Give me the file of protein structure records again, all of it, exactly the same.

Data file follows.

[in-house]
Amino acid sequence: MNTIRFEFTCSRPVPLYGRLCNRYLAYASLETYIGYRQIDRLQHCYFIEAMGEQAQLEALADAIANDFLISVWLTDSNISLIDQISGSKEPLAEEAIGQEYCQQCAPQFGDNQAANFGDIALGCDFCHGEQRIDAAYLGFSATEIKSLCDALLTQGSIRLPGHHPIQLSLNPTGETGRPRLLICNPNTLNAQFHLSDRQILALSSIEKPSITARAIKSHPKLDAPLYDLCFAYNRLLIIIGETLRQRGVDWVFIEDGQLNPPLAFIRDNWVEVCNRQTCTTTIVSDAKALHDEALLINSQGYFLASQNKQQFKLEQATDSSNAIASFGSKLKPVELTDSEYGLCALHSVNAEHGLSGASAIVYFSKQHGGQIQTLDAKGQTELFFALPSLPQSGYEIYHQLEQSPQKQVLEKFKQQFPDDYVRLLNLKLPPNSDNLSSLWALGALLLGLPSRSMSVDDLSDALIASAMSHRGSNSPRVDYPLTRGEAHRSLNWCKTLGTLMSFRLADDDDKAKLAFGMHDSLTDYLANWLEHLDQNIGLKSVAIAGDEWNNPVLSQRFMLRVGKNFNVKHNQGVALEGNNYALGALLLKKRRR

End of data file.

[in-house]
Amino acid sequence: MNTIRFEFTCSRPVPLYGRLCNRYLAYASLETYIGYRQIDRLQHCYFIEAMGEQAQLEALADAIANDFLISVWLTDSNISLIDQISGSKEPLAEEAIGQEYCQQCAPQFGDNQAANFGDIALGCDFCHGEQRIDAAYLGFSATEIKSLCDALLTQGSIRLPGHHPIQLSLNPTGETGRPRLLICNPNTLNAQFHLSDRQILALSSIEKPSITARAIKSHPKLDAPLYDLCFAYNRLLIIIGETLRQRGVDWVFIEDGQLNPPLAFIRDNWVEVCNRQTCTTTIVSDAKALHDEALLINSQGYFLASQNKQQFKLEQATDSSNAIASFGSKLKPVELTDSEYGLCALHSVNAEHGLSGASAIVYFSKQHGGQIQTLDAKGQTELFFALPSLPQSGYEIYHQLEQSPQKQVLEKFKQQFPDDYVRLLNLKLPPNSDNLSSLWALGALLLGLPSRSMSVDDLSDALIASAMSHRGSNSPRVDYPLTRGEAHRSLNWCKTLGTLMSFRLADDDDKAKLAFGMHDSLTDYLANWLEHLDQNIGLKSVAIAGDEWNNPVLSQRFMLRVGKNFNVKHNQGVALEGNNYALGALLLKKRRR